As you can see, cost of living growth (20.3% in 2018-2022) is shockingly close to average wage growth (24.19% in 2018-2022). 2023 further adds to that, with Cost of living increasing by another 8.7%, with wages only increasing 4.1% (Bureau of Labor), putting cost of living at 29% growth, and wages at 28.29% growth. This is predicted to only widen, with cost of living being exacerbated by climate change, natural disasters (climate change related or otherwise), and inflation. (In 2024, the SSA predicts a 3.1% rise in cost of living, and a 3.8% rise in wages)

But if cost of living and wages are increasing to about the same amount, what’s the issue?

1: This is the average wage, so its disproportionately skewed by high income jobs such as managing directors, doctors, software engineers, etc. Minimum wage workers, according to a study conducted by congress, have a monthly cc balance of 500 dollars OR MORE.

2: Credit card debt is still increasing, purporting that the current ratio is somehow unsustainable, with consumers not having enough money to pay the bills on time.

Additionally, credit card interest is still increasing.

  1. The average credit card interest rate is 24.08%, according to Forbes Advisor’s credit card rate report as of mid-March 2023. In November 2022, the average credit card interest rate in the U.S. on accounts with balances that assessed interest was 19.07%
  2. According to a Forbes Advisor survey from February 2023, 47% of U.S. cardholders reported that they don’t know or are unsure about the interest rate on their card.
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This means that as interest skyrockets at a record rate, consumers might not even know how deep their financial hole is going to get.

Evidence I couldn’t find a place for but is still important

  1. Student loan payments are currently paused. This is 1.7 trillion that borrowers don’t currently have to make payments on. Come Q4 (october) payments will no longer be paused, creating further instability as consumers will have to balance both credit card debt and student debt. Just out of college demographics are also currently most at risk for default even with no student loan payments which doesnt spell for good omens.
  2. This one might be a huge reach, but I think it should be said nonetheless, especially with all the angst surrounding insider buying/selling in Congress. Larry Fink, Mr Blackrock, has sold 2.1 million blackrock shares recently, totaling up to 95 million dollars. While I would like to believe he’s just buying a yacht, I somehow don’t think so. As blackrock is an everything company, with investments in almost everything, what motivation would he have to sell. He’s not cash poor, being paid 25 million per year.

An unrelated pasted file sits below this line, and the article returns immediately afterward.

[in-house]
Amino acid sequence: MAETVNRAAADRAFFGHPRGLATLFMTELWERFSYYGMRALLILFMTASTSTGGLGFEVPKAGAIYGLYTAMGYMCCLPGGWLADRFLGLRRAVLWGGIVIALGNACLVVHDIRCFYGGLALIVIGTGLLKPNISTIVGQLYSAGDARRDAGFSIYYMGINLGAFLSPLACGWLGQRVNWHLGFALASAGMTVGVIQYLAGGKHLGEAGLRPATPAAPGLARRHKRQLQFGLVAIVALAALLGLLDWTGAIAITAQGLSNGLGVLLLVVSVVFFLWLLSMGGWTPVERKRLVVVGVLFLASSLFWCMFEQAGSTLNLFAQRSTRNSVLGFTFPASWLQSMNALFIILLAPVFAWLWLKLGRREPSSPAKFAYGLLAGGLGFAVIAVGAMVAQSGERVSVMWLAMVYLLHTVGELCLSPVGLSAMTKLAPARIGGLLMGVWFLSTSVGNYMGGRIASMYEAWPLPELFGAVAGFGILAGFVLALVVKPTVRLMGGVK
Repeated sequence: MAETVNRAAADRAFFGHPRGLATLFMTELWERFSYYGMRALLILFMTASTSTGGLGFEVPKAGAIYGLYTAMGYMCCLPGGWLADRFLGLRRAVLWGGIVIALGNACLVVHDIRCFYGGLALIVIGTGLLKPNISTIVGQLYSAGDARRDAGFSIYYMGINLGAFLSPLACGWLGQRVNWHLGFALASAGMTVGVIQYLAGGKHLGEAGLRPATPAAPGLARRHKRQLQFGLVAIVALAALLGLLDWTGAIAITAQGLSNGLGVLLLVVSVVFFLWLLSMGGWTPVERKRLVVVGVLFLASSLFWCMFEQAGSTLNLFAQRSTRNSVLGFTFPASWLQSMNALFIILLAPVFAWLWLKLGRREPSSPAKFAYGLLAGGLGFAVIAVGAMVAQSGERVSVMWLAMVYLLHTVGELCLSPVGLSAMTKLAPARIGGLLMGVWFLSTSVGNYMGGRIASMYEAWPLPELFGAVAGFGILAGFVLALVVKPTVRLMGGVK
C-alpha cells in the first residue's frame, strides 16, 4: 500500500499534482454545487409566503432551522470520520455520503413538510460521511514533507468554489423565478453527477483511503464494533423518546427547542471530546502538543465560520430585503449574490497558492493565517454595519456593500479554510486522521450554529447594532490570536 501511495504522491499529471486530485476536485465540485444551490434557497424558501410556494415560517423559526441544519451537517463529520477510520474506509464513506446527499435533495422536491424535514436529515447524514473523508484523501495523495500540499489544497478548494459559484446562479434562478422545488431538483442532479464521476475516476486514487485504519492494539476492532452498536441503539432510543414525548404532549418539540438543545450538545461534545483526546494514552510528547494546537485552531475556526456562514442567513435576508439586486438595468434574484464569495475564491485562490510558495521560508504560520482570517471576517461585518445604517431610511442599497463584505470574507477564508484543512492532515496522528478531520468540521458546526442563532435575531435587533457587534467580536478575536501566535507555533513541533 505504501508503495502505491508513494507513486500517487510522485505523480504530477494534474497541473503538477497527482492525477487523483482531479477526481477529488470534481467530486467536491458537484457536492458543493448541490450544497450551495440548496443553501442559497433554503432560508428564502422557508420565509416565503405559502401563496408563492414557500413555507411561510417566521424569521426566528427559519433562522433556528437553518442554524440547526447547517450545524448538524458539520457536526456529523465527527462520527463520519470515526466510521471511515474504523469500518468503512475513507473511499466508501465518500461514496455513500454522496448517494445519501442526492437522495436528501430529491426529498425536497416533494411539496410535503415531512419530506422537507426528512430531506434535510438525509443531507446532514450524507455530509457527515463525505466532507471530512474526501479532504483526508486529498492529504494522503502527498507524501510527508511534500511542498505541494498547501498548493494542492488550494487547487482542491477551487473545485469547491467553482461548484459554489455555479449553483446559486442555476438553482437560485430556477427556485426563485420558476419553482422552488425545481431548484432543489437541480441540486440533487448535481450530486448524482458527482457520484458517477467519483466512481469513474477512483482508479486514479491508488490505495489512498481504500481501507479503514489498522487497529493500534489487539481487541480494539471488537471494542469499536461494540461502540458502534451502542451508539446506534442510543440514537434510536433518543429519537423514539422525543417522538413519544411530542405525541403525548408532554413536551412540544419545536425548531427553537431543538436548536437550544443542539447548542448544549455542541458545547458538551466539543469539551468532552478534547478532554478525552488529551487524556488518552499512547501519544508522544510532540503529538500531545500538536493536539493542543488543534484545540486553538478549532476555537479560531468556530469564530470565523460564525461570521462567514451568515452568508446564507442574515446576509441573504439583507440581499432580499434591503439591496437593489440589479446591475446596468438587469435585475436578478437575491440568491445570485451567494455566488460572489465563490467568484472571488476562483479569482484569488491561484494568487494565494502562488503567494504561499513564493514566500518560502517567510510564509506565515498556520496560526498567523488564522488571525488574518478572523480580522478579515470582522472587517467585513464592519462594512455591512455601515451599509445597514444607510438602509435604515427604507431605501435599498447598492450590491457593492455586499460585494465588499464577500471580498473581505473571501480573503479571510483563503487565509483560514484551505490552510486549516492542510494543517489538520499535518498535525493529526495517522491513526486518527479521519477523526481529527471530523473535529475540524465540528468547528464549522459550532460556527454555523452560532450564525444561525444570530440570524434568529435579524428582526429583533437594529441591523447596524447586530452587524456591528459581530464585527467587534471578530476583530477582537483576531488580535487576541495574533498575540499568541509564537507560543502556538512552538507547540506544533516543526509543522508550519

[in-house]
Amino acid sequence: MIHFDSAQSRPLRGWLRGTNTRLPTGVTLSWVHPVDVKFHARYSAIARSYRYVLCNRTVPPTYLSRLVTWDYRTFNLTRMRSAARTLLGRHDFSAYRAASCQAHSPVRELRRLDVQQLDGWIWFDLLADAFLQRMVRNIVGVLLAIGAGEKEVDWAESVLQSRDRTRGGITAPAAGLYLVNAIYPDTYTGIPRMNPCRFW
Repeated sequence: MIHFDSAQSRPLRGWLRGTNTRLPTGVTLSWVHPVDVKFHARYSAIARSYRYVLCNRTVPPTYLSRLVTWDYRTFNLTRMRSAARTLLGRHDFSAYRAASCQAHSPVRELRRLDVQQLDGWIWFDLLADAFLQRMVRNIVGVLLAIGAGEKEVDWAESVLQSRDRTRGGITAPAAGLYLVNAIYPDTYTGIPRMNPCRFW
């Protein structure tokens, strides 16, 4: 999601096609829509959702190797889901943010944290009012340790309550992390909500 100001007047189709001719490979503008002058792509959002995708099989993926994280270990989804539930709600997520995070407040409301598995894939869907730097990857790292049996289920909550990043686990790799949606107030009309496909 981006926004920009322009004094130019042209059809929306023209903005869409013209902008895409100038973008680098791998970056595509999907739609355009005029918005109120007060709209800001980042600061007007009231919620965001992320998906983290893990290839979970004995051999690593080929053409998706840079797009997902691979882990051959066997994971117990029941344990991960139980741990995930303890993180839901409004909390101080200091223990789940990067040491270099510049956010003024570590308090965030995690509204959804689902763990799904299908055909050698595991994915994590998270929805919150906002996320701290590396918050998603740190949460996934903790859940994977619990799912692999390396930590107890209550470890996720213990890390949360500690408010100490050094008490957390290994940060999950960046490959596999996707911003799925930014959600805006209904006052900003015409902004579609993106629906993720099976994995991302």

3. Unemployment. Unemployment is currently at a record low. 3.4%. This means that most people who want a job, have one. Yet debt still increases, consumer spending still increases, and the wages aren’t making up for it.
  4. Commercial Real Estate. Large commercial real estate companies are defaulting on their loans, purporting a massive shakeup in cities and further economic uncertainty.
  5. Debt Per Capita. Just look at the graph below. Look at 2008/9 and where we are now. Should speak for itself.

EDIT: (goes under circumstantial evidence for such a crisis) Cramer claims he doesn’t see a recession on the horizon. ” Jim Cramer doesn’t see a recession on the horizon — and doubts the ‘so-called experts’ calling for a downturn. ”

So what might happen?

Small banks are going to have issues very soon. Consumers will begin defaulting at high rates, and we might have a SVB type repeat. Bigger banks will be bailed out by #biggovernment. A recession might be triggered. I’m not sure, which is why I would like opinions.

If this post gets traction I’ll write a followup with help from replies with higher clarification on vague areas.

TDLR; Credit balances are too high, people soon won’t be able to pay, small banks might go under, currently unsure as to the consequences.